And there are certainly plenty of villains to survive. Boltgun rarely seems to be afraid of throwing large hordes at you, even in small spaces - a few times per level you'll hit a large space and the screen will black out red, meaning you've entered "Purge Mode" and thus , you're locked on the battlefield. This is where the Boltgun shines, asking you to make the most of your superhuman jumps, sprints, dashes, and fall damage resistance to avoid and eliminate heavy odds. Enemies in clear mode will continue to spawn until you've taken out a few key enemies, often the strongest ones, such as larger demons, chaos terminators, and boss monsters.
They generally make good enemies, to be honest. Well-balanced between ranged and melee, they require a change of tactics: don't run into the open against Chaos Terminators and their long-range autocannons, for example. Or the utter idiots who are Champions of Chaos, raging melee fighters who, when killed in any way that doesn't turn them into guts, will pray to their dark gods for a chance to come back to life. There are also some with good and strange powers, like the Pink Horror, who turns into two Blue Horrors when he dies. Charming and true to the 40K canon!
I also enjoyed the handful of bosses, and even when they were repetitive, they were pretty unpleasant to fight - I always found a secret stash with a vortex grenade handy and kept it on hand for those occasions. Nothing ends a big demon's day like a small black hole that doubles as a portal back to cosmic hell.
The enemies are dumb as rocks.
There are only two problems with the horde of villains. The first is that the enemies are dumb as rocks, mostly content to let you shoot them from afar if they can't see or reach you. It's a particularly bad feeling when the enemy is in a crowd. They don't even try to hide, which takes some of the joy out of killing. For many people, especially those looking for a challenge, the AI is where this game will risk losing them.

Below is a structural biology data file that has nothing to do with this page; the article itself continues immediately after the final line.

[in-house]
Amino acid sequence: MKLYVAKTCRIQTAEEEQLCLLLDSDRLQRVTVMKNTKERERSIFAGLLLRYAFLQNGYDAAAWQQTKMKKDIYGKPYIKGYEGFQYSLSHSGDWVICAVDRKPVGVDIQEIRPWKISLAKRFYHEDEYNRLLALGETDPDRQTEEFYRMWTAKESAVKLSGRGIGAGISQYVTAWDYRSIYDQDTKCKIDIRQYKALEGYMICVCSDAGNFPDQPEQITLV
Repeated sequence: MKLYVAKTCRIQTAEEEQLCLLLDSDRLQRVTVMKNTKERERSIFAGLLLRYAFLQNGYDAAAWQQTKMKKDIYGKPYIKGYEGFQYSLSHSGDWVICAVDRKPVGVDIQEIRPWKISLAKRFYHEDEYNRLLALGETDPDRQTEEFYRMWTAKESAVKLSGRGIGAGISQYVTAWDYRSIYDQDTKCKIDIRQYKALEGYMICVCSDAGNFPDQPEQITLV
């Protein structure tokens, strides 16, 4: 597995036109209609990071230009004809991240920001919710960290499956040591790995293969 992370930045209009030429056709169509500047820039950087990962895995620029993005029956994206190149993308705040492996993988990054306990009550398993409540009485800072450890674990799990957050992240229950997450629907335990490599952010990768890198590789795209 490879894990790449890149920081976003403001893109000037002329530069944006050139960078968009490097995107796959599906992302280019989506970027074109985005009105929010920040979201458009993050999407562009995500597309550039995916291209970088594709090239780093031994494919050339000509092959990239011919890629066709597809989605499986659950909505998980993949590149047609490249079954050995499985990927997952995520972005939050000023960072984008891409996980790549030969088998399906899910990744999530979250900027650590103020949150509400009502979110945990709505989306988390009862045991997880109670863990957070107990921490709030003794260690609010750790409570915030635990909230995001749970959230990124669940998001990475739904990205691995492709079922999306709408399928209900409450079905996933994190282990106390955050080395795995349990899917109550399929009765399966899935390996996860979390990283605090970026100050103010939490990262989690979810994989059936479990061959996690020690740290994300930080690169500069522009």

Jon's Best Retro Shooters
List of the best of Boomer Shooters, as of May 2023.
Another problem is that you will see the last of the new enemy types and even bosses in the middle of the campaign; there are no more than 20 in all. Even the obvious enemy variations would be welcome: all the Chaos Space Marines you fight carry the same boltgun and grenades, not a single plasma or melta pistol in sight. What's even weirder to me is that even though you fight a lot of demons, it's always Plague or Change monsters, never a mix of the two, which seems like an easy way to provide some variety.
In theory, this lack of enemy types should be countered with a solid level design. That remedy works on most boltguns, but by the end of the second chapter, wandering the corridors looking for colored buttons starts to get a bit boring, a game cliché that I think we should have learned doesn't sit well with this one. 2003 Warhammer 40K setting: Fire Warrior. It's the connective tissue between those intense arena fights that starts to get a bit repetitive, and while there are secrets to try to find, none of them are particularly inventive, mostly just stuff hidden behind or inside a shipping container. dark hex. Not a single illusory wall to walk through or obtusely hidden door to discover (or if there is one, I couldn't find it).
To its credit, almost every level has at least one highlight: you'll fight your way through sprawling cathedral interiors, space defense cannons, forge complexes, and alien-dug caves, among other things. I especially liked a huge cathedral-like space with smaller churches, each of which had to be reached by jumping. There's also a big level set in a giant foundry where you fight your way up one side of a river of molten rubber and then down the other.
There are some really awesome levels here too. The giant elevator in the Orbital Crown Station is a huge, repetitive arena fight in a complex multi-level structure that I loved jumping and climbing on while fighting. As a rule of thumb, I've always hated levels that are a giant elevator, but Boltgun can now proudly claim to be the exception that proves it.